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Crossbow Hunting



Crossbows for Hunting

Hunters are choosing crossbows for hunting more than ever before. Partly due to crossbows now being a legal means of hunting in many states, and partly because using a crossbow for hunting is now becoming more socially acceptable. If you’re already a bowhunter, not much will change in your hunting strategies when you take to the woods with a crossbow. If you’re a gun hunter who is looking to spend more time in the woods, and have now chosen a crossbow for hunting, you may or may not have to adjust your hunting tactics. Let’s take a look at some of aspects of hunting with a crossbow that you gun hunters may want to consider before heading to the woods with a crossbow for the first time.
First thing first. You are now bow hunting. Bowhunting is about getting close. Forget about deer drives and standing at the edge of a field with your shotgun. While it is still perfectly fine to hunt from the ground when hunting with a crossbow, you now will have to get closer to your prey than you ever may have been before. Ground blinds are a hugely popular method of bowhunting, especially with a crossbow. They are great for concealing a hunters movement and most offer plenty of room for a crossbow. Treestands are probably the most popular way to bow hunt. If you’re an able body hunter without a fear of heights, hunting from a treestand can have many advantages compared to sitting on the ground. Treestands offer a better vantage point allowing a crossbow hunter to observe game at further distances. By being elevated, they help hide human scent and also get the hunter out of the line of sight from keen eyes. One key factor to point out is that arrows shot from a crossbow at an elevated position may not hit the same point as they do when shot from a crossbow at ground level at the same distances. As a rule they normally don’t. Most of the time they will hit a couple inches higher. So I strongly suggest practicing from an elevated position before heading to the deer woods for the first time with your crossbow.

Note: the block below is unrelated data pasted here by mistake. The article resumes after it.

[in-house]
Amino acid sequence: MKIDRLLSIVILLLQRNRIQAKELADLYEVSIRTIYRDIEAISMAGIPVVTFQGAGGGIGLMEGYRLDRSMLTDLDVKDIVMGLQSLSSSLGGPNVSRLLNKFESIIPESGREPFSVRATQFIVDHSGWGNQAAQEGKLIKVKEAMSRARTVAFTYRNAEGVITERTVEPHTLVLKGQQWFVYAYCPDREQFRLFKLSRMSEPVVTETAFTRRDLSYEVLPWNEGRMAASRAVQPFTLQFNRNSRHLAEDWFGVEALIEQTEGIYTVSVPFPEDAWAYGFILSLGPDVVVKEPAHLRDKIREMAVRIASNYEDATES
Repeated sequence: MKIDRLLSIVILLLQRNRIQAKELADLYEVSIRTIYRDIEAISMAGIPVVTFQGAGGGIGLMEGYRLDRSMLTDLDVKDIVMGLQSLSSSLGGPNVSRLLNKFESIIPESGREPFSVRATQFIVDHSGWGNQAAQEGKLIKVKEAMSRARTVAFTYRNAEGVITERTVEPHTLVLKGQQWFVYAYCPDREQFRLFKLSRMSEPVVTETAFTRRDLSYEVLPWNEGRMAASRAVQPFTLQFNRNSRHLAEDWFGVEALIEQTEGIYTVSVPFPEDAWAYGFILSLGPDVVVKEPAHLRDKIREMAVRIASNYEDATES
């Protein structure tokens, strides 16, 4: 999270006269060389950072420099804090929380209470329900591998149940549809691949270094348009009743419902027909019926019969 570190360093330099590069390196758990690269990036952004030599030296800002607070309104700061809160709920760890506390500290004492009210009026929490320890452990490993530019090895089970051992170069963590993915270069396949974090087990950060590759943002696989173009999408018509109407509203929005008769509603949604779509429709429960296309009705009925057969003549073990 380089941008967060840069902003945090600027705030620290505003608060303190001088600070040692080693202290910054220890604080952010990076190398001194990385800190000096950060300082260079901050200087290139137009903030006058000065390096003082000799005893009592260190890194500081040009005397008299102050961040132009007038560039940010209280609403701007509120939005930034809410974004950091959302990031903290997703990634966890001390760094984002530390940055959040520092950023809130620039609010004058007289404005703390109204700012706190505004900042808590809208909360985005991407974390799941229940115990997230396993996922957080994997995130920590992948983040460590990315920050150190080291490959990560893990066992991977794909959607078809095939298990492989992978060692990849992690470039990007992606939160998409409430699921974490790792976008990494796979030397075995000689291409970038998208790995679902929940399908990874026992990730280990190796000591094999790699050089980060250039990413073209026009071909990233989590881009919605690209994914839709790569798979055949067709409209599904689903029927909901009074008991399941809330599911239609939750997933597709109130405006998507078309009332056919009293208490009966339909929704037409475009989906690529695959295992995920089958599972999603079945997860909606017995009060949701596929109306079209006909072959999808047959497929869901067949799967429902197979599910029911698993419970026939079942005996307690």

Your shot distance while crossbow hunting will be shorter of that with a gun. While many of todays crossbows are capable of some pretty amazing groups at longer yardages, most of the time they are achieved while shooting your crossbow from a bench. The arrow from your crossbow does not shoot like the bullet from your gun. It doesn’t take much to change the path of a crossbow arrow. Unseen branches or limbs can deflect a crossbow arrow to the point of actually missing a deer completely, or even worse, wounding one. Try to only take shots that have open paths between you and the animal. Cutting shooting lanes before season is good practice. Your maximum distance to shoot should be a personal decision. Remember that deer are moving targets. Just because you can shoot the “X” out of a bullseye at 60 yards with your crossbow in your backyard doesn’t mean that should be your max yardage when hunting with a crossbow in the field. The farther the shot, the higher the margin for error. I said it once before and I’ll say it again. Bowhunting is about getting close!!!